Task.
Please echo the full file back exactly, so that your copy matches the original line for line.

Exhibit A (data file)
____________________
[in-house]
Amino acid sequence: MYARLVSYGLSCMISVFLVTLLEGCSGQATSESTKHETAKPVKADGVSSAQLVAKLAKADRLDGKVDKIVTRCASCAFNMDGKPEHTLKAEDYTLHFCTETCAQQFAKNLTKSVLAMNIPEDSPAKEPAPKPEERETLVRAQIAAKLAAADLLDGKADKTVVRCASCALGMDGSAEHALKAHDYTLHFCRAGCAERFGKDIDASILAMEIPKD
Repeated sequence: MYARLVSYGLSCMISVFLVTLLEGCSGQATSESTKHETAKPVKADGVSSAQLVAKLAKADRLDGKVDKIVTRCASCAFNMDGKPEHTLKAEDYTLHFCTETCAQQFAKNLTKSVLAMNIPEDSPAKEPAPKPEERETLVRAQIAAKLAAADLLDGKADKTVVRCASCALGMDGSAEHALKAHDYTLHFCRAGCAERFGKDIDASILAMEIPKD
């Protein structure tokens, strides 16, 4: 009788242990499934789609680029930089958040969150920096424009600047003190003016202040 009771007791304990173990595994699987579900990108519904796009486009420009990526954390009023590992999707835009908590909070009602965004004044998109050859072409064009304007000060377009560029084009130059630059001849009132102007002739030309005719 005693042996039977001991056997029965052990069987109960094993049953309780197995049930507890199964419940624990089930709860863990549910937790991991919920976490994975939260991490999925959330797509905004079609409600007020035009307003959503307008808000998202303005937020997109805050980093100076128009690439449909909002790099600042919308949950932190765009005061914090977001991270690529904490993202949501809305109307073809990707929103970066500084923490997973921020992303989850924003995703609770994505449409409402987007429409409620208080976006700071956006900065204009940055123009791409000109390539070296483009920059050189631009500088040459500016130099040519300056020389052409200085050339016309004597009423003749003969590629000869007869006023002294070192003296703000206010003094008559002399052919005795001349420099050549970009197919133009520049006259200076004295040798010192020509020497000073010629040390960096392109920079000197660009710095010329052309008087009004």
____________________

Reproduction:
[in-house]
Amino acid sequence: MYARLVSYGLSCMISVFLVTLLEGCSGQATSESTKHETAKPVKADGVSSAQLVAKLAKADRLDGKVDKIVTRCASCAFNMDGKPEHTLKAEDYTLHFCTETCAQQFAKNLTKSVLAMNIPEDSPAKEPAPKPEERETLVRAQIAAKLAAADLLDGKADKTVVRCASCALGMDGSAEHALKAHDYTLHFCRAGCAERFGKDIDASILAMEIPKD
Repeated sequence: MYARLVSYGLSCMISVFLVTLLEGCSGQATSESTKHETAKPVKADGVSSAQLVAKLAKADRLDGKVDKIVTRCASCAFNMDGKPEHTLKAEDYTLHFCTETCAQQFAKNLTKSVLAMNIPEDSPAKEPAPKPEERETLVRAQIAAKLAAADLLDGKADKTVVRCASCALGMDGSAEHALKAHDYTLHFCRAGCAERFGKDIDASILAMEIPKD
């Protein structure tokens, strides 16, 4: 009788242990499934789609680029930089958040969150920096424009600047003190003016202040 009771007791304990173990595994699987579900990108519904796009486009420009990526954390009023590992999707835009908590909070009602965004004044998109050859072409064009304007000060377009560029084009130059630059001849009132102007002739030309005719 005693042996039977001991056997029965052990069987109960094993049953309780197995049930507890199964419940624990089930709860863990549910937790991991919920976490994975939260991490999925959330797509905004079609409600007020035009307003959503307008808000998202303005937020997109805050980093100076128009690439449909909002790099600042919308949950932190765009005061914090977001991270690529904490993202949501809305109307073809990707929103970066500084923490997973921020992303989850924003995703609770994505449409409402987007429409409620208080976006700071956006900065204009940055123009791409000109390539070296483009920059050189631009500088040459500016130099040519300056020389052409200085050339016309004597009423003749003969590629000869007869006023002294070192003296703000206010003094008559002399052919005795001349420099050549970009197919133009520049006259200076004295040798010192020509020497000073010629040390960096392109920079000197660009710095010329052309008087009004």